Tutors for a farming illiterate society

As I was editing the footage from this video, my housemate overheard Che Axum mention that some of the urban food hubs will be gearing toward growing quinoa, a highly climate resilient and high protein crop.  

“Wait you can grow quinoa? I thought it came from a factory,” she said.

As Axum aptly puts it, we are a farming illiterate society. We are largely disconnected from the cultivation of our food; for many finding a bug in their salad or chunk of dirt on their apple can be apocalyptic to their day. 

However, Axum and others at the University of D.C. College of Agriculture, Urban Sustainability, and Environmental Science (CAUSES) are growing a new generation of students who eagerly want to regain and share this ‘dirty knowledge’ about where our food comes from, and in the process fix the food insecurity issues that stem from this disconnect from agronomy.  


Keisha Jordan Williams untangles hydroponically grown collard greens in a hydroponic A-frame.  (Shandra Furtado/George Washington University)

The issue of food security is often framed as a far off problem reserved for developing countries; however, many low-income areas of the U.S. are largely cut-off from access to fresh food. Keisha Jordan Williams, a graduate student and research assistant at CAUSES, is from Ward 7 of D.C., where there is access to only two grocery stores with fresh food. Unlike others from Ward 7, Williams spent her childhood in the countryside learning her grandma’s ‘farming science,” which she describes as “you grow, and you eat.”  Now, Williams is learning the specific scientific processes behind agriculture, so she can teach other people from Ward 7 to how to grow, and eat, fresh produce.  


Bags of lettuce harvested from the UDC CAUSES aquaponics greenhouse. One A-frame of hydroponically grown lettuce can produce almost 90 pounds of food. (Shandra Furtado/George Washington University)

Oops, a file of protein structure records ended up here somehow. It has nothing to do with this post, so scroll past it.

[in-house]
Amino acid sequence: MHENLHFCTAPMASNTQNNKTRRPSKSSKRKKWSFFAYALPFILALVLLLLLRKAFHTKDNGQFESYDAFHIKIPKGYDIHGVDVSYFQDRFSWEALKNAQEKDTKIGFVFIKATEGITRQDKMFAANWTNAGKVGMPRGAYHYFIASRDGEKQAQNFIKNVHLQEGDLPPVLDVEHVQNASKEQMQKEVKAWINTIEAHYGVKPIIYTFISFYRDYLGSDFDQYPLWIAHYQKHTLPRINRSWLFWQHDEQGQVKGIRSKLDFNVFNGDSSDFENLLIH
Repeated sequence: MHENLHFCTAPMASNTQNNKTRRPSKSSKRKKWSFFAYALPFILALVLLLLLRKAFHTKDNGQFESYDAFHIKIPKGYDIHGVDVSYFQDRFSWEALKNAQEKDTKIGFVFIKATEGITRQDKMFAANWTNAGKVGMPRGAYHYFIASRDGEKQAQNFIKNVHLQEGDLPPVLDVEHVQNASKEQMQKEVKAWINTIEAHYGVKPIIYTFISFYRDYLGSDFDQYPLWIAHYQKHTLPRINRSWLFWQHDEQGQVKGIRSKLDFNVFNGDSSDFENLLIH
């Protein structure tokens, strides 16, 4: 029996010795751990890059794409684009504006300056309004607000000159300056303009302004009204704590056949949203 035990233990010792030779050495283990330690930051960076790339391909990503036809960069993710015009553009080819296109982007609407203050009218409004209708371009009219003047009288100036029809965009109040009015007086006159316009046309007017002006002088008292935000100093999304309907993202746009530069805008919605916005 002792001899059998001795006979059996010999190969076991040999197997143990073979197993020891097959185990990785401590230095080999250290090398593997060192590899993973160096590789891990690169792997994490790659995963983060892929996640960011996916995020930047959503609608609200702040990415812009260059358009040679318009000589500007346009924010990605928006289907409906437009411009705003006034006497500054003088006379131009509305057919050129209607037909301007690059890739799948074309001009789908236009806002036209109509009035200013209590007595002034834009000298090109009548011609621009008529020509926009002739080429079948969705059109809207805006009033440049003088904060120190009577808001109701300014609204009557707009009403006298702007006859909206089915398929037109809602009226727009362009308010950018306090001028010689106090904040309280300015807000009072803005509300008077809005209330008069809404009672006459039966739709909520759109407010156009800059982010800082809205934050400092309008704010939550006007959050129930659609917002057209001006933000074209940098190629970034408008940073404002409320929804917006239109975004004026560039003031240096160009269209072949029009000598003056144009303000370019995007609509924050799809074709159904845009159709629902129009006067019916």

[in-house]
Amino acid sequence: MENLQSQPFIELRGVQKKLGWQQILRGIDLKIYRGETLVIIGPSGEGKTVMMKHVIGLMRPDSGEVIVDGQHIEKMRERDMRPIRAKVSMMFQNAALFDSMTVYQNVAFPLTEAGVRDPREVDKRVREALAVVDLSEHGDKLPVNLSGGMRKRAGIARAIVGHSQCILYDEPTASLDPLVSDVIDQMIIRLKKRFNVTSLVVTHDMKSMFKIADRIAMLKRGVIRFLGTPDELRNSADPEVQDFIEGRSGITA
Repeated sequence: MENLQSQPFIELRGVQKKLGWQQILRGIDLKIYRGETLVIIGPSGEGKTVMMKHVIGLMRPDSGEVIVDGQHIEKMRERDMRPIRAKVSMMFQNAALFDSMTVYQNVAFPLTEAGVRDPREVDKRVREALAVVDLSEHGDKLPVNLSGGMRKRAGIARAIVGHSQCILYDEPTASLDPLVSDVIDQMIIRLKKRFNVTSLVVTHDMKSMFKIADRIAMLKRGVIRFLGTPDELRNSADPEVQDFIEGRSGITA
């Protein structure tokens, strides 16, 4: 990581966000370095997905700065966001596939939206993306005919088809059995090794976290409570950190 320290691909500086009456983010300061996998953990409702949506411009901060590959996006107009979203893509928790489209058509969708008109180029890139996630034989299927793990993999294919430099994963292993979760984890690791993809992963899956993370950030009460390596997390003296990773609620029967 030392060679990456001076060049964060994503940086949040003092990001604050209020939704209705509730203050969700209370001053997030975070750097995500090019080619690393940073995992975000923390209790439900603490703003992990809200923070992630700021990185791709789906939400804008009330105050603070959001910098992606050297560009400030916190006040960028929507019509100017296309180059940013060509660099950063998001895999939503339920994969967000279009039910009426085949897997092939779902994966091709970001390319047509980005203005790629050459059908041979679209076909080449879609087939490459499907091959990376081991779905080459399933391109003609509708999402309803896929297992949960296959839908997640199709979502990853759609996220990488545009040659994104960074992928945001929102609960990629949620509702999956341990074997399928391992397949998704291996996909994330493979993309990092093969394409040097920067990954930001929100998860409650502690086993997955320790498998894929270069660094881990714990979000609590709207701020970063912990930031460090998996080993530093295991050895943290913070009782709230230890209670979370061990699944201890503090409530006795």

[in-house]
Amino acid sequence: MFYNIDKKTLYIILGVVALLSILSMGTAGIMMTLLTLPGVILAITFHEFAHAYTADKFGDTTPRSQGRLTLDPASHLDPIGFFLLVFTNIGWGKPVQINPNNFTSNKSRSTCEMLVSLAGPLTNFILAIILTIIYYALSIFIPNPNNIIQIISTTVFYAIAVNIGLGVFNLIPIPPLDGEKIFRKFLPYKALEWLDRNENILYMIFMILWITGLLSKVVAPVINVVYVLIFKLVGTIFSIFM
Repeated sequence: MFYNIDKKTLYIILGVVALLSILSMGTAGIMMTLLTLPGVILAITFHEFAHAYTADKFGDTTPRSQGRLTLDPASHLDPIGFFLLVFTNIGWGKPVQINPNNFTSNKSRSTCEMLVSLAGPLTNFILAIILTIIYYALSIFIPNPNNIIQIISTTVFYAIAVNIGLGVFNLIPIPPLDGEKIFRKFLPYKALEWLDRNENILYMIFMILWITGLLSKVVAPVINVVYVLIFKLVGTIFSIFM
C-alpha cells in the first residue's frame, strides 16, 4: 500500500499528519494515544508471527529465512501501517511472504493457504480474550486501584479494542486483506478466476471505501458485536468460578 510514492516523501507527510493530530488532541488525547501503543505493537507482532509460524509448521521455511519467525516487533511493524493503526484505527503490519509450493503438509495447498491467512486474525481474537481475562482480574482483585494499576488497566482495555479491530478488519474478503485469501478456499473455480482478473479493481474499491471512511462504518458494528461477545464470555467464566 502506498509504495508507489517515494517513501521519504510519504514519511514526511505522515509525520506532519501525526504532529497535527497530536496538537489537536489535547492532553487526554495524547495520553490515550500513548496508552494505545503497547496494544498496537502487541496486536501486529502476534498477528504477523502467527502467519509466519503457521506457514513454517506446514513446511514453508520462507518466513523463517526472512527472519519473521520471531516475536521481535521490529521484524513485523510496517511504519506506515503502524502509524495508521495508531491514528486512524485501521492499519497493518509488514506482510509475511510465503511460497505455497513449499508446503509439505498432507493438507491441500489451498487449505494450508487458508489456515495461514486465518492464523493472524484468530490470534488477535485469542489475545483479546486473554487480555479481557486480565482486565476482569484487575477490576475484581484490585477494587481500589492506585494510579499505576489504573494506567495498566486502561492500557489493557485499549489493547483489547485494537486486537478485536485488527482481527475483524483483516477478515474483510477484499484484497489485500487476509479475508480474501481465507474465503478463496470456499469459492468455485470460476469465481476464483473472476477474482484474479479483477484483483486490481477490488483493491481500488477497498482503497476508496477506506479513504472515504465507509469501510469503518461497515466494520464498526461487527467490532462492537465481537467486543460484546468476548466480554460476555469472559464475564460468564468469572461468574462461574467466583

As climate change poses another threat to food insecurity by disrupting our food production; we need new innovators in the realm of farming. 

As a research assistant to Dr. Matthew Richardson, Caitlin Arlotta is working on a project that looks at the efficiency of growing tropical crops in D.C. They are testing different varieties of sweet potatoes and hibiscus to determine which produces the highest yield and nutrient content. As climate change creates warmer, wetter winters in D.C., the climate is expected to mimic a current tropical climate, so they are hopeful these plants will be more tolerant to those changes.

But how do you put generations of farming knowledge and years of climate agriculture research in a 3-minute video? Maybe the goal isn’t to educate people on the science behind agriculture, but to get people interested in the first place. Growing food doesn’t have to take place on a 500-acre farm, and teaching people that it is feasible to grow their own food may help bridge the gap between cultivation and consumption.


Aquaponics systems utilize fast-growing fish, such as this tilapia, to combine aquaculture and horticulture in a closed system where fish fertilize plants and plants filter water. Closing the loop between waste and fertilization makes farming more efficient, and more sustainable. (Shandra Furtado/George Washington University) 

 

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